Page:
"Potter creator supports lone parents," BBC News, 4 October, 2000

The author of the Harry Potter books, JK Rowling, has spoken out in support of lone parents, and called for an end to negative stereotyping.

In a speech to mark her appointment as an ambassador for the National Council for One Parent Families (NCOPF), Rowling, a single mother herself, said: "It is definitely time we exploded the popular myth that most of us are feckless teenagers trying to get council flats."

The best-selling children's author has also donated £500,000 to the charity.

Rowling, 34, whose latest volume - Harry Potter and the Goblet of Fire - sold more than 370,000 copies on its first day in the UK alone, is now reckoned to be the richest woman in Britain.

An annual list of top female earners published in the Mail on Sunday in August said she had netted £20.5m over the last year.

'Not all hardship'

But when she began her writing career seven years ago, she was struggling to bring up a baby daughter, Jessica, on £70 social security benefits a week.

Her marriage to a Portuguese journalist had broken down soon after the child was born, and Rowling moved to Edinburgh to be near her sister.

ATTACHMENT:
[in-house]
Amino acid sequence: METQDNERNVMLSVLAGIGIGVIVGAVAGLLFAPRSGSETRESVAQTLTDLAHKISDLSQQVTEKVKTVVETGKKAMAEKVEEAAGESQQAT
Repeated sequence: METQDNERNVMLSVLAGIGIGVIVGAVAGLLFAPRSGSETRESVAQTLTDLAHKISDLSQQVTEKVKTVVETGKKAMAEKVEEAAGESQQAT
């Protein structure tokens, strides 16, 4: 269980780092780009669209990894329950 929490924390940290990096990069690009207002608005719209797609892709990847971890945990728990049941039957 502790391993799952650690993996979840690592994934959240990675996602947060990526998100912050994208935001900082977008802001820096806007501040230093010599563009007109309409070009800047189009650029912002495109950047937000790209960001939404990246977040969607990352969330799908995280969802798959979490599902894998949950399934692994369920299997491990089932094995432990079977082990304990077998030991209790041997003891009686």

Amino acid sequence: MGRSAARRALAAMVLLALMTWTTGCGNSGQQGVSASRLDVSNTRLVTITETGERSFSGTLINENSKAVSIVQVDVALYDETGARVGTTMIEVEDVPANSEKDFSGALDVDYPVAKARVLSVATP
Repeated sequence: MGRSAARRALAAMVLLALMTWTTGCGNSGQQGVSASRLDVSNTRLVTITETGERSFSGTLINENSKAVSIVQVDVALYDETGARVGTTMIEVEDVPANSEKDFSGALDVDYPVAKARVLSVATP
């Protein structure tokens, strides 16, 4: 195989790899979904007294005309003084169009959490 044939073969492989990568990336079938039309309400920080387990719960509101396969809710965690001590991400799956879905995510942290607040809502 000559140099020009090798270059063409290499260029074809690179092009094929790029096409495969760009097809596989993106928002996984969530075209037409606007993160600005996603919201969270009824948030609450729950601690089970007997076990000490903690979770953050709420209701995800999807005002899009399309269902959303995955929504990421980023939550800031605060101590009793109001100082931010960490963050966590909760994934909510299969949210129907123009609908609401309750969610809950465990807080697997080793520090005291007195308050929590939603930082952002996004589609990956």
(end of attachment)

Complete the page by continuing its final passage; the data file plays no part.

In her speech on Wednesday, she urged the public not to see poverty and single motherhood as inevitable and inseparable facts.

"Six out of 10 families headed by a single parent are living in poverty," she said.

"But none of the lone parents I know want to live on handouts; just like parents living in couples we want the chance to provide properly for our own children."

She added: "Single parenthood is not all stress and hardship. My flesh and blood daughter is the best thing that ever happened to me, including my fictional son."

Although Rowling conceded that her success may be linked to "a certain wizard", she said she would have been lucky anyway in comparison to most or some other single mothers.

She said: "I had a degree, a profession and friends who were willing and able to lend me money when I badly needed it.

"So if I met obstacles in pulling myself out of the benefit system and back into employment, how much more difficult must it be for people who don't have the same advantages?

"If I experienced the feeling of utter, utter worthlessness with the CSA (Child Support Agency) and the benefit office, how many other parents are going through the same right now?"

Ms Rowling said her £500,000 donation to the NCOPF would help it with the establishment of a new website www.oneparentfamilies.org.uk.